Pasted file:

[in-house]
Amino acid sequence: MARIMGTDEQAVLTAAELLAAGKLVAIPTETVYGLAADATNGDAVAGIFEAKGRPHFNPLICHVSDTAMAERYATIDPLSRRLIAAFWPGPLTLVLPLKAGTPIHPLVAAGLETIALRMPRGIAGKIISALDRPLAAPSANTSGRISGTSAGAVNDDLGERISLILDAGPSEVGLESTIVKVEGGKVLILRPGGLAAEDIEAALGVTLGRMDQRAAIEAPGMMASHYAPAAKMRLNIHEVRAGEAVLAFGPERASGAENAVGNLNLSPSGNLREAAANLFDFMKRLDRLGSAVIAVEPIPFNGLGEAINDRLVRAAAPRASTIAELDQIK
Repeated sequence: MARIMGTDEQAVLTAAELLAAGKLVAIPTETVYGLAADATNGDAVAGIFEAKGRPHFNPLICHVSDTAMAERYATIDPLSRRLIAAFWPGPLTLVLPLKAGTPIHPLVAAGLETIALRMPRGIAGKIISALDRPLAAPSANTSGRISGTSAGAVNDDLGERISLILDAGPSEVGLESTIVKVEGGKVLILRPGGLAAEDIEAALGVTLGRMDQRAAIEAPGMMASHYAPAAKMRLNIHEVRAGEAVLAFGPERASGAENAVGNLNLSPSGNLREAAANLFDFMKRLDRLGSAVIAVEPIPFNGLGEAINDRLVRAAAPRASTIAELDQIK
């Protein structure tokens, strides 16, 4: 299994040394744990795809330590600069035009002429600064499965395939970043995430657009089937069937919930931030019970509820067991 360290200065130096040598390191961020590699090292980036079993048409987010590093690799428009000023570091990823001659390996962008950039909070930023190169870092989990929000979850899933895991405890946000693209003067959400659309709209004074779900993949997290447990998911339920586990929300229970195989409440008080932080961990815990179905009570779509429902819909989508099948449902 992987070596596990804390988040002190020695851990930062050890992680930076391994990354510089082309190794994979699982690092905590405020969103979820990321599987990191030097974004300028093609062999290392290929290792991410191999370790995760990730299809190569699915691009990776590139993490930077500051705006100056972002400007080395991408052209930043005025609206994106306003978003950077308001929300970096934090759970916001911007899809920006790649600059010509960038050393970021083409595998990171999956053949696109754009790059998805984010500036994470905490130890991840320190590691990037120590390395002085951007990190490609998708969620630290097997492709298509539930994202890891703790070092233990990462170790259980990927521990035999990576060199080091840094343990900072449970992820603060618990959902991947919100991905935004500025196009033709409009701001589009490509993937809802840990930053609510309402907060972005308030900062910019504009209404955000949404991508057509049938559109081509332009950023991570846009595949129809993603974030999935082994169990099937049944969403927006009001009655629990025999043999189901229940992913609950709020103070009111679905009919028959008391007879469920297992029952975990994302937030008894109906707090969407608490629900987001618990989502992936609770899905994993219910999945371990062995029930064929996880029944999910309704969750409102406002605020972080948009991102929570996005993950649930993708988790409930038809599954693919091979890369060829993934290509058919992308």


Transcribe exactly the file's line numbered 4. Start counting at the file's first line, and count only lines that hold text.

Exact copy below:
């Protein structure tokens, strides 16, 4: 299994040394744990795809330590600069035009002429600064499965395939970043995430657009089937069937919930931030019970509820067991 360290200065130096040598390191961020590699090292980036079993048409987010590093690799428009000023570091990823001659390996962008950039909070930023190169870092989990929000979850899933895991405890946000693209003067959400659309709209004074779900993949997290447990998911339920586990929300229970195989409440008080932080961990815990179905009570779509429902819909989508099948449902 992987070596596990804390988040002190020695851990930062050890992680930076391994990354510089082309190794994979699982690092905590405020969103979820990321599987990191030097974004300028093609062999290392290929290792991410191999370790995760990730299809190569699915691009990776590139993490930077500051705006100056972002400007080395991408052209930043005025609206994106306003978003950077308001929300970096934090759970916001911007899809920006790649600059010509960038050393970021083409595998990171999956053949696109754009790059998805984010500036994470905490130890991840320190590691990037120590390395002085951007990190490609998708969620630290097997492709298509539930994202890891703790070092233990990462170790259980990927521990035999990576060199080091840094343990900072449970992820603060618990959902991947919100991905935004500025196009033709409009701001589009490509993937809802840990930053609510309402907060972005308030900062910019504009209404955000949404991508057509049938559109081509332009950023991570846009595949129809993603974030999935082994169990099937049944969403927006009001009655629990025999043999189901229940992913609950709020103070009111679905009919028959008391007879469920297992029952975990994302937030008894109906707090969407608490629900987001618990989502992936609770899905994993219910999945371990062995029930064929996880029944999910309704969750409102406002605020972080948009991102929570996005993950649930993708988790409930038809599954693919091979890369060829993934290509058919992308």